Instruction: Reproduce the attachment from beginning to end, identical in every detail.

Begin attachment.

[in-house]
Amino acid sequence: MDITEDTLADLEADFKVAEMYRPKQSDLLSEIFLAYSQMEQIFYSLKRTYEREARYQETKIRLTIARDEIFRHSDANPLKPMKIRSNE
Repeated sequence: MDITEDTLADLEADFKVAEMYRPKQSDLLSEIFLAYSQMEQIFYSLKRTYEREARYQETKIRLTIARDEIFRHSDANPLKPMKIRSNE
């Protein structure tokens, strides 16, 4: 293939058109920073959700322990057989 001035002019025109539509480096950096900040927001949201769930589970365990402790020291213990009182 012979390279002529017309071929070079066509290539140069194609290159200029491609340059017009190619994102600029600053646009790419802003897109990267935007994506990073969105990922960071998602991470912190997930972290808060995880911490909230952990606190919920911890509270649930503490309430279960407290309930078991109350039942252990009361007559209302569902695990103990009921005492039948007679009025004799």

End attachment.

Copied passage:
[in-house]
Amino acid sequence: MDITEDTLADLEADFKVAEMYRPKQSDLLSEIFLAYSQMEQIFYSLKRTYEREARYQETKIRLTIARDEIFRHSDANPLKPMKIRSNE
Repeated sequence: MDITEDTLADLEADFKVAEMYRPKQSDLLSEIFLAYSQMEQIFYSLKRTYEREARYQETKIRLTIARDEIFRHSDANPLKPMKIRSNE
């Protein structure tokens, strides 16, 4: 293939058109920073959700322990057989 001035002019025109539509480096950096900040927001949201769930589970365990402790020291213990009182 012979390279002529017309071929070079066509290539140069194609290159200029491609340059017009190619994102600029600053646009790419802003897109990267935007994506990073969105990922960071998602991470912190997930972290808060995880911490909230952990606190919920911890509270649930503490309430279960407290309930078991109350039942252990009361007559209302569902695990103990009921005492039948007679009025004799």